A national scheme should be rolled out to identify people unable to wear facemasks due to underlying health issues so they won't be repeatedly quizzed by shop staff and run the risk of verbal abuse.
The Department of Health and HSE are being urged it to deploy a scheme similar to one in Britain known as the Hidden Disability Sunflower Lanyard Initiative.
Fine Gael councillor Eileen Lynch got unanimous backing from her Cork County Council colleagues when she proposed to write to the department and HSE to consider the move.
“The provision of lanyards or wristbands would make it easier to identify those who cannot comply with the wearing of face masks due to medical reasons and ease their potential anxiety about not being able to wear masks,” Ms Lynch said.
She said she had been contacted by many constituents who are unable to wear masks in public due to underlying health conditions and, as a result, they are left feeling vulnerable and anxious when out in public as well as facing hostility from fellow shoppers and shop staff.
Trio are thrilled to be joining the Hidden Disabilities @sunflwrlanyards scheme - an important initiative to improve awareness and support for people with hidden disabilities. Keep an eye out for how to get your Sunflower Lanyard from us! #sunflowerlanyard #HiddenDisabilities pic.twitter.com/ZvEQaU63yr— Trio Ostomy Care (@TrioOstomyCare) September 13, 2019
“Unfortunately, as we are all aware there are many refusing to wear masks in public as a means of protest, but there are also those who cannot wear masks due to underlying health conditions and it is important that these two groups would not be considered the same in the eyes of the public,” she said.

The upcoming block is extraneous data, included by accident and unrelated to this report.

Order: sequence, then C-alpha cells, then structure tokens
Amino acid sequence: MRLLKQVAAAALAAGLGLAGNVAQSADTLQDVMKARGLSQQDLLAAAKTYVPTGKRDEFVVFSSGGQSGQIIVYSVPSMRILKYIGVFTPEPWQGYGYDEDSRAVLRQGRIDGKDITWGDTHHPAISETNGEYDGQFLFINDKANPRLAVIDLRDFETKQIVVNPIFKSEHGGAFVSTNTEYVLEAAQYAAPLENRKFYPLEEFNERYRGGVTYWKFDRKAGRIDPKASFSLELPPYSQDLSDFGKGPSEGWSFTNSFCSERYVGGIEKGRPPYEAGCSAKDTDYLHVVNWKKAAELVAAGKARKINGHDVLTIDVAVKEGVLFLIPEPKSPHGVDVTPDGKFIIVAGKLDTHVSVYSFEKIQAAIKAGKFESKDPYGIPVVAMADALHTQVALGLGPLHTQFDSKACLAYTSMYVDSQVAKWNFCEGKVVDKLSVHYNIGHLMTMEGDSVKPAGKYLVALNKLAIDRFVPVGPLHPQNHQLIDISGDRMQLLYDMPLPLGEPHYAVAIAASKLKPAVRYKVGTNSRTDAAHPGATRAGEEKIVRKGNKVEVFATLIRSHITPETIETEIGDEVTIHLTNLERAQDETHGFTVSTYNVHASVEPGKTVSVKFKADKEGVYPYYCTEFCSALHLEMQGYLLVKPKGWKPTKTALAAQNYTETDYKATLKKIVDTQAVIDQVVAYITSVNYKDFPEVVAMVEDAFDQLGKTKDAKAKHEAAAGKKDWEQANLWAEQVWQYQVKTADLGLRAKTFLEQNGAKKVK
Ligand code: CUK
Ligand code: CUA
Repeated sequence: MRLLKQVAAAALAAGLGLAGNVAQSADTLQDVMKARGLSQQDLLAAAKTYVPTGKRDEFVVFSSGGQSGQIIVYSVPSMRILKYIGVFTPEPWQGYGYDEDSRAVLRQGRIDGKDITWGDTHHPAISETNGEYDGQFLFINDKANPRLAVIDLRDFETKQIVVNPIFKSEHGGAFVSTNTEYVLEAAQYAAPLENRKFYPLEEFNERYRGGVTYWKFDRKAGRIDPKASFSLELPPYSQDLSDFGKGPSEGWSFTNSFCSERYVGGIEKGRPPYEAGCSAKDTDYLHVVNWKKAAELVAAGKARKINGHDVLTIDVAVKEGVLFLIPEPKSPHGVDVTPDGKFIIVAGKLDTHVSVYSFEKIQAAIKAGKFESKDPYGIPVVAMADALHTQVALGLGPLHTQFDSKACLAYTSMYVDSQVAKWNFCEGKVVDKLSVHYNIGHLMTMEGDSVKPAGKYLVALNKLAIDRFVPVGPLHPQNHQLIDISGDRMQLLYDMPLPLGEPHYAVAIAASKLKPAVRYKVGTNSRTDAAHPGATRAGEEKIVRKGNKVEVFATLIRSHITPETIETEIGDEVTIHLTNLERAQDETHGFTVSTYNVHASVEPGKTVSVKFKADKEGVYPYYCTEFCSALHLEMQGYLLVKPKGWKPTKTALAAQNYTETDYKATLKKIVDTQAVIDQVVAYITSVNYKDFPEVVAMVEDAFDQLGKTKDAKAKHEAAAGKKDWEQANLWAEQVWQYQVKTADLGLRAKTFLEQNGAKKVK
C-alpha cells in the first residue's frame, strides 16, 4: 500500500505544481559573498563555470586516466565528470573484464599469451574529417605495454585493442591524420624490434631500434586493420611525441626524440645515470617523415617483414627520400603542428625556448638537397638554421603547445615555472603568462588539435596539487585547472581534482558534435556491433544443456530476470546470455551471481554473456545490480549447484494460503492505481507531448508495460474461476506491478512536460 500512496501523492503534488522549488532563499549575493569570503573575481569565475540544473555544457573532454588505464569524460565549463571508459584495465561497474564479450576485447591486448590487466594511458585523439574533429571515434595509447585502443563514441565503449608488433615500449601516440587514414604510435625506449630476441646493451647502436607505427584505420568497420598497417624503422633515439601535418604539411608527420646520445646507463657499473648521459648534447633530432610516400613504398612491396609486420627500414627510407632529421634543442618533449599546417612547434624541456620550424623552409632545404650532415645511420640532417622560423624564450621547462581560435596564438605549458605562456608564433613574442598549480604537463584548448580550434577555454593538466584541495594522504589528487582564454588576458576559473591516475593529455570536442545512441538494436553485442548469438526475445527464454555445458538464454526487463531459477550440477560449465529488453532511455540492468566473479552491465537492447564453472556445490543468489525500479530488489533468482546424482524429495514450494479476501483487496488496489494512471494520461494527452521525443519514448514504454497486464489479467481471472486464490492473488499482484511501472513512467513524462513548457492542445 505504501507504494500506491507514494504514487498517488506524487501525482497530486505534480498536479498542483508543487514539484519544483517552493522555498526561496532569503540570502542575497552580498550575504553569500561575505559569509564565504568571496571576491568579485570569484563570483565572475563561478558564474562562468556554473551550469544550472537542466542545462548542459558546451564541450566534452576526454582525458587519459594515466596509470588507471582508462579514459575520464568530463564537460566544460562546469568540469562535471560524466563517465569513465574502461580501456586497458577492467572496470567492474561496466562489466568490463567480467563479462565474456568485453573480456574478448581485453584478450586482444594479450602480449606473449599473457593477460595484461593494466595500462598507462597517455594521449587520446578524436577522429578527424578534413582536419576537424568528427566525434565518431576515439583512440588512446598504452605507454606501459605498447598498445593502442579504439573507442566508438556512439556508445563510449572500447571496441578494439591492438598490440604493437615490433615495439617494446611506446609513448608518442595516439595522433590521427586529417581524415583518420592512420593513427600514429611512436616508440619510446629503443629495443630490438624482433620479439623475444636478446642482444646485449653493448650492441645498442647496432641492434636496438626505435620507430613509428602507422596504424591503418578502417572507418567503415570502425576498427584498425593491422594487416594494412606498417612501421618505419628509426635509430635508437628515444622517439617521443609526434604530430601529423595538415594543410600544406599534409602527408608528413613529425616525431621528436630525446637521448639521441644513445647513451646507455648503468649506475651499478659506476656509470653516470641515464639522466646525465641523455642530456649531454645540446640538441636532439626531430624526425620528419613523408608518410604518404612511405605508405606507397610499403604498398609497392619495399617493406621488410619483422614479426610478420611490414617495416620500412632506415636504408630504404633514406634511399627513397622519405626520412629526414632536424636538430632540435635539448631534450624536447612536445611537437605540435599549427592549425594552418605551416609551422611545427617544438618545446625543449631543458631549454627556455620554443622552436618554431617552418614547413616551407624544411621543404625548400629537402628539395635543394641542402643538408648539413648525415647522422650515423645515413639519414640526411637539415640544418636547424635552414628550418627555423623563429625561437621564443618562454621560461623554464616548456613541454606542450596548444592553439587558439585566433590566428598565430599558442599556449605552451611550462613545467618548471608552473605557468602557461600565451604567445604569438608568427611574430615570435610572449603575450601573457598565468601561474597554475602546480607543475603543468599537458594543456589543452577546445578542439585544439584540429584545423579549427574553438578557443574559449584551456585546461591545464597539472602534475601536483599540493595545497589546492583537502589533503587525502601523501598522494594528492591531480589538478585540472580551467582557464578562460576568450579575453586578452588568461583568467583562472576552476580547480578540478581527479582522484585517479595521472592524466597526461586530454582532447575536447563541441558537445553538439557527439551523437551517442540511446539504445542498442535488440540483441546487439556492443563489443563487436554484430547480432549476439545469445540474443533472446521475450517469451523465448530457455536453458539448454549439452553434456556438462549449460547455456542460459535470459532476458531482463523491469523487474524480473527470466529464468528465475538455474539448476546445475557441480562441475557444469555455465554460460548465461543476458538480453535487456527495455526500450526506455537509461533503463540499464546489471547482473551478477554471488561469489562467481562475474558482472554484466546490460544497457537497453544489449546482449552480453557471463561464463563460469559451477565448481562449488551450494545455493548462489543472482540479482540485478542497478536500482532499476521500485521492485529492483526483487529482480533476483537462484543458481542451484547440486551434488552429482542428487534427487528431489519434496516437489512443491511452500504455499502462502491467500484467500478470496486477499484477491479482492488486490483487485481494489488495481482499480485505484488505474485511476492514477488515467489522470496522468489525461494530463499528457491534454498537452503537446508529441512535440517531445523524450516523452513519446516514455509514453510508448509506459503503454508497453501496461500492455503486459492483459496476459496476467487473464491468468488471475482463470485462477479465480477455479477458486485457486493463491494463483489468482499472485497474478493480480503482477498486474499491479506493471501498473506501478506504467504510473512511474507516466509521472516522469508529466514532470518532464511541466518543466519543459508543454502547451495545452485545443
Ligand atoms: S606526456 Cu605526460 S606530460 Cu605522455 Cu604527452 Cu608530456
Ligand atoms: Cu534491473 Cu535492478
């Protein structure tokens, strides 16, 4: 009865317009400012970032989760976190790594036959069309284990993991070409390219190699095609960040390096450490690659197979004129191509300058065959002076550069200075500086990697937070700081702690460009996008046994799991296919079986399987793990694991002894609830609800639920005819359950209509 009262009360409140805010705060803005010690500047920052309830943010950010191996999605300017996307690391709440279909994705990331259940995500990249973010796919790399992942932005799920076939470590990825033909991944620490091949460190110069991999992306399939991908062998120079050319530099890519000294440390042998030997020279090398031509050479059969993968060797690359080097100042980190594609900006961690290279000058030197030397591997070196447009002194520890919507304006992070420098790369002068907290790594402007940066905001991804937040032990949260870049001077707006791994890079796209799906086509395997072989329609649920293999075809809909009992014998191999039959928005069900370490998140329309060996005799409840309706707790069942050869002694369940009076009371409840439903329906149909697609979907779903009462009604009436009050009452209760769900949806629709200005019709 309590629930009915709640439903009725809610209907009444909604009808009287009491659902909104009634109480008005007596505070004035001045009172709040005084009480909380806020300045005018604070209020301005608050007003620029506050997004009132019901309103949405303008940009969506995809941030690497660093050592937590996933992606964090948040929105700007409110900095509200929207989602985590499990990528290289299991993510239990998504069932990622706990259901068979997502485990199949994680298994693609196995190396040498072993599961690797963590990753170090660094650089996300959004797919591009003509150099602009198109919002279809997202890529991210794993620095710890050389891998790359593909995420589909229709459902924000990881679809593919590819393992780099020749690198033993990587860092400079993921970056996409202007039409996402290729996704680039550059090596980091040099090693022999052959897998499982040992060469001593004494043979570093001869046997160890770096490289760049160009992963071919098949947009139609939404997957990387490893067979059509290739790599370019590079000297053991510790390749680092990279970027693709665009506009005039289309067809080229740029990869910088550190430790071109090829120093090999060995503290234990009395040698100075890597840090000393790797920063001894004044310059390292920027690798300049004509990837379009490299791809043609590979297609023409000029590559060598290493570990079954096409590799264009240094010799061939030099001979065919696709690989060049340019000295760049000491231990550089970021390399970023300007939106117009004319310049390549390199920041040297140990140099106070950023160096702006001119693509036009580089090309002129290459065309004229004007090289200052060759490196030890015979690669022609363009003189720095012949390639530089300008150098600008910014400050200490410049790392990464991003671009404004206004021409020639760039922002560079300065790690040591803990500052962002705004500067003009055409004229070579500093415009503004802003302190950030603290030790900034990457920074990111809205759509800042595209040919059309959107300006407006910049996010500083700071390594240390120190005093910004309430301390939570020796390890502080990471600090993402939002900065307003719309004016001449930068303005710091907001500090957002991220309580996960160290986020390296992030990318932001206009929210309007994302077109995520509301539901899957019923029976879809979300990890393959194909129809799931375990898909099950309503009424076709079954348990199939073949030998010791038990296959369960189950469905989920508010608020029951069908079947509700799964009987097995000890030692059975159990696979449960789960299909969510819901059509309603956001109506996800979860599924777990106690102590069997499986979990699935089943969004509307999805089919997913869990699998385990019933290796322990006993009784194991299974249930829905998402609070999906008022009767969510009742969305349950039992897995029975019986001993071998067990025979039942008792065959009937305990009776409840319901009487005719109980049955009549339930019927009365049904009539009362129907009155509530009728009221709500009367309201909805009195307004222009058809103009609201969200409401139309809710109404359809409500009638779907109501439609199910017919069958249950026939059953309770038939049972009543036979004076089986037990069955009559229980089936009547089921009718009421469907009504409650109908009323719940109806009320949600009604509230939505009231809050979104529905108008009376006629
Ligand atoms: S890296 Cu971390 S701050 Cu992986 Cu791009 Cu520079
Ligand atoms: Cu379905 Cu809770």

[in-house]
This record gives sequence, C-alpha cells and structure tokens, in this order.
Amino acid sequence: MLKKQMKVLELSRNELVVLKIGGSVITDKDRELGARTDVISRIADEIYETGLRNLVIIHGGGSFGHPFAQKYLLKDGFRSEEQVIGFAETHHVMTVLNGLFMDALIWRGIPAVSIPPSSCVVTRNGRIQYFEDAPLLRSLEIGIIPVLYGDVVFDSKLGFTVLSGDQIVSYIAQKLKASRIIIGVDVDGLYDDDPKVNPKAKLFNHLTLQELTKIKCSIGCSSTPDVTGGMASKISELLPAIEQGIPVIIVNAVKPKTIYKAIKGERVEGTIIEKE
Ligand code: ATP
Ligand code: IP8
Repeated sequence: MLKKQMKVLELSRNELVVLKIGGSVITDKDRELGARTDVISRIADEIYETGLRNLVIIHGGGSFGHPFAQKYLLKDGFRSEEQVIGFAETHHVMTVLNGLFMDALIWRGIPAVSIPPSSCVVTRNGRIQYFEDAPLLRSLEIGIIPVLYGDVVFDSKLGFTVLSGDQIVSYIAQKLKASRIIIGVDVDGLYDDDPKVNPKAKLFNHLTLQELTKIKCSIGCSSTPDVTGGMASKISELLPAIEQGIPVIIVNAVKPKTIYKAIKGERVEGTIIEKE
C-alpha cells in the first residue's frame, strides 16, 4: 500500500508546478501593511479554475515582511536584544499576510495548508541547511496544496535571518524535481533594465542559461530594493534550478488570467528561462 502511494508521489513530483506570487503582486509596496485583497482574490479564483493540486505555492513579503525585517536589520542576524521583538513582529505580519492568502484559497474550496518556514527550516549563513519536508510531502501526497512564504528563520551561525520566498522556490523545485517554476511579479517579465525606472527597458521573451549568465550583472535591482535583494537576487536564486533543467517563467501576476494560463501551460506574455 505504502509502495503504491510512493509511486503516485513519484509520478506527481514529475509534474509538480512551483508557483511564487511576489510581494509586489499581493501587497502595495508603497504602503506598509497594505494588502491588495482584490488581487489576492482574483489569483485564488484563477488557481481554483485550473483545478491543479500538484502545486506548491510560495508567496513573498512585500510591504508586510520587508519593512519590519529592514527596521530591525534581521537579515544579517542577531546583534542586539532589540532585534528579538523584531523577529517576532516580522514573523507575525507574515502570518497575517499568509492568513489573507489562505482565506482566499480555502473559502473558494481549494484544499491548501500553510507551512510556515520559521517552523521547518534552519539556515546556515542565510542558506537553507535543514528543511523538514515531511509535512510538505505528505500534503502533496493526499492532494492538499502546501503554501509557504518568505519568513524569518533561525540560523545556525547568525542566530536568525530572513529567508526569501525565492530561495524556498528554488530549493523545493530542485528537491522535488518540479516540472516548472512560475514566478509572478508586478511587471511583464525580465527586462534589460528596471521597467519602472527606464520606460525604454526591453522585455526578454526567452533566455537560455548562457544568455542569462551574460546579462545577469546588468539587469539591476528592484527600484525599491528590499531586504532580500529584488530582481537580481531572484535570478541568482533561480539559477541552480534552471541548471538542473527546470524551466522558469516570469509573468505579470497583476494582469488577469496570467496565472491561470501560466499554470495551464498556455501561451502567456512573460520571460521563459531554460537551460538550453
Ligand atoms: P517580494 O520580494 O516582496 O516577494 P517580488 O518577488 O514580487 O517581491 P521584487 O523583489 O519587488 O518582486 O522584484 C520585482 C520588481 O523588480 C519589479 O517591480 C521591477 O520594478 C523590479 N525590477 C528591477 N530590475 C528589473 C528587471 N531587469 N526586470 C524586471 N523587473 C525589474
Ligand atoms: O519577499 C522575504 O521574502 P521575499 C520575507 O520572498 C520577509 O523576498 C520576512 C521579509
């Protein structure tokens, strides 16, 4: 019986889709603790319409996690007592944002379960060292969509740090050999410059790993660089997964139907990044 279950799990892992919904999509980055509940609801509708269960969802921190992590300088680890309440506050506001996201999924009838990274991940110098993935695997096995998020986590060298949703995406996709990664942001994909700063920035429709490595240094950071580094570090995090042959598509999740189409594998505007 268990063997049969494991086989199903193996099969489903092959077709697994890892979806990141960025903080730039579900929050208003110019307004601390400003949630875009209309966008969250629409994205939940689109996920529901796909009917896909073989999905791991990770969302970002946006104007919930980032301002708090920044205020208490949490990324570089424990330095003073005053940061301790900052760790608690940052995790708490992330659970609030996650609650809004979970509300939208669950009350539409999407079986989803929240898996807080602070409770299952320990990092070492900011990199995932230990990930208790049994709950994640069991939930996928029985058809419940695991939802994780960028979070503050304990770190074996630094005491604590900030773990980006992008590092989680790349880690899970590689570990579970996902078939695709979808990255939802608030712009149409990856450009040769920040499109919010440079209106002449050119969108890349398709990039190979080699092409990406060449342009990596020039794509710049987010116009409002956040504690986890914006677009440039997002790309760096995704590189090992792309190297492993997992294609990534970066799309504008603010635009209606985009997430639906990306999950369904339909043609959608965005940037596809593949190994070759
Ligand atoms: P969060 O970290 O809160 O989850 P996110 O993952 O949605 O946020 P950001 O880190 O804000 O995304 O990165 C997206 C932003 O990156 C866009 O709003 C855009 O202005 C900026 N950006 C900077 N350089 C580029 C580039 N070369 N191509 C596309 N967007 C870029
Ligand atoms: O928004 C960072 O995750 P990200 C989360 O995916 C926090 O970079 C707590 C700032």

“The introduction of a scheme similar to the Hidden Disability Sunflower Lanyard initiative would provide a way to give a silent message to retailers that certain individuals are not wearing a mask as they are unable to due to health reasons,” Ms Lynch added.
She said she wanted the HSE to roll out this scheme as soon as possible in our communities by liaising with some affected patient groups such as the Irish Heart Foundation, Irish Lung foundation or AsIAm. Ms Lynch said the scheme could effectively be rolled out in pharmacies by linking up with the Irish Pharmacy Union.
Her motion was seconded by Fine Gael councillor Kay Dawson who said it would once and for all help to distinguish between those who have underlying health issues and those who simply couldn't be bothered to wear facemasks.
“This would be a huge easing of the burden on those people who simply are unable to wear them,” added Independent councillor Marcia D'Alton.
Mayor of County Cork, Independent councillor Mary Linehan-Foley said they would write to the Department and HSE on the issue.